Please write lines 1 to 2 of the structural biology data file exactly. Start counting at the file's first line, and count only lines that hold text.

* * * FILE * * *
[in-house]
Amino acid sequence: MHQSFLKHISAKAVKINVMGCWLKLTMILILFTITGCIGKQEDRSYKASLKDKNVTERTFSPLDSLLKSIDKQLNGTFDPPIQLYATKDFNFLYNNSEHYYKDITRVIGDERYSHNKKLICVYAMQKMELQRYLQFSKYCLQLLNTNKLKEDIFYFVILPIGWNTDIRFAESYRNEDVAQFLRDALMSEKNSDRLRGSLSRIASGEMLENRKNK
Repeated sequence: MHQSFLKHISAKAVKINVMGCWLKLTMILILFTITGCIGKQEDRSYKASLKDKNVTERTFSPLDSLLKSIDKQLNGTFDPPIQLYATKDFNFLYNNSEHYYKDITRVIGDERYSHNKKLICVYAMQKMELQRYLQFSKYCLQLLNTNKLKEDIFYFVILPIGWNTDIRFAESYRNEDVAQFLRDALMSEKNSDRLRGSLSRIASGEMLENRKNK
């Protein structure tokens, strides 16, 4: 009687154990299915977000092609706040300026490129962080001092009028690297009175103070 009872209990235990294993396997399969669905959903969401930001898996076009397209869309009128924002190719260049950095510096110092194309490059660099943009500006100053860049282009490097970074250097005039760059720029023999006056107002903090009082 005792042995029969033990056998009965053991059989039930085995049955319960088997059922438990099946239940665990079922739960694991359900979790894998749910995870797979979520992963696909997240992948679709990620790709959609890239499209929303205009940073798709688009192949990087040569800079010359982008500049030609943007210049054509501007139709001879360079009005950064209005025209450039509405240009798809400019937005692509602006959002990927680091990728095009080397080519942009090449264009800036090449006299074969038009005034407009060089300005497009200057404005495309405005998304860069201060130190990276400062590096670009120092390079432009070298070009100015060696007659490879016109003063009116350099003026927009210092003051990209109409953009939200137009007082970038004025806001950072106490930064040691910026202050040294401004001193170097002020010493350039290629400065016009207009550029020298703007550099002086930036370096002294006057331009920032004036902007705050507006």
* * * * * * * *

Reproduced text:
[in-house]
Amino acid sequence: MHQSFLKHISAKAVKINVMGCWLKLTMILILFTITGCIGKQEDRSYKASLKDKNVTERTFSPLDSLLKSIDKQLNGTFDPPIQLYATKDFNFLYNNSEHYYKDITRVIGDERYSHNKKLICVYAMQKMELQRYLQFSKYCLQLLNTNKLKEDIFYFVILPIGWNTDIRFAESYRNEDVAQFLRDALMSEKNSDRLRGSLSRIASGEMLENRKNK